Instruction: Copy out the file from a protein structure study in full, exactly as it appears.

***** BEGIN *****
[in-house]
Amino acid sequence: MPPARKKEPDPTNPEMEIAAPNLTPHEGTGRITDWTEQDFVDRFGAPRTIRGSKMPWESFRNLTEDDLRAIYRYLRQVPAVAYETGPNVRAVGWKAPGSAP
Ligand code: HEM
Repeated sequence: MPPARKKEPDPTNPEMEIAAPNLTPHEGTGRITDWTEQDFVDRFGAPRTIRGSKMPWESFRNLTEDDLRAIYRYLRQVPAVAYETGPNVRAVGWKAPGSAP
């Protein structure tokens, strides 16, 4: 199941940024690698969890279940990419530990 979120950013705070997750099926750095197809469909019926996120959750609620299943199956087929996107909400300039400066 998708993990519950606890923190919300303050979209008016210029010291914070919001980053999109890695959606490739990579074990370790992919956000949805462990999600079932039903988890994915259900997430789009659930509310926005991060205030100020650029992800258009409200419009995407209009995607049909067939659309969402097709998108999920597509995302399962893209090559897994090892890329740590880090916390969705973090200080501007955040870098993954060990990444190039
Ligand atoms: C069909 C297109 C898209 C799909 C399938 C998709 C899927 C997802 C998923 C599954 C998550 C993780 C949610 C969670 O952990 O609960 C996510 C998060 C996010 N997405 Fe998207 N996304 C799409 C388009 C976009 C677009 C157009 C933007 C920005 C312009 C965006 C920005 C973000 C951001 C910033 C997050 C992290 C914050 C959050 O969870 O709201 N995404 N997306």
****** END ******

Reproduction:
[in-house]
Amino acid sequence: MPPARKKEPDPTNPEMEIAAPNLTPHEGTGRITDWTEQDFVDRFGAPRTIRGSKMPWESFRNLTEDDLRAIYRYLRQVPAVAYETGPNVRAVGWKAPGSAP
Ligand code: HEM
Repeated sequence: MPPARKKEPDPTNPEMEIAAPNLTPHEGTGRITDWTEQDFVDRFGAPRTIRGSKMPWESFRNLTEDDLRAIYRYLRQVPAVAYETGPNVRAVGWKAPGSAP
């Protein structure tokens, strides 16, 4: 199941940024690698969890279940990419530990 979120950013705070997750099926750095197809469909019926996120959750609620299943199956087929996107909400300039400066 998708993990519950606890923190919300303050979209008016210029010291914070919001980053999109890695959606490739990579074990370790992919956000949805462990999600079932039903988890994915259900997430789009659930509310926005991060205030100020650029992800258009409200419009995407209009995607049909067939659309969402097709998108999920597509995302399962893209090559897994090892890329740590880090916390969705973090200080501007955040870098993954060990990444190039
Ligand atoms: C069909 C297109 C898209 C799909 C399938 C998709 C899927 C997802 C998923 C599954 C998550 C993780 C949610 C969670 O952990 O609960 C996510 C998060 C996010 N997405 Fe998207 N996304 C799409 C388009 C976009 C677009 C157009 C933007 C920005 C312009 C965006 C920005 C973000 C951001 C910033 C997050 C992290 C914050 C959050 O969870 O709201 N995404 N997306």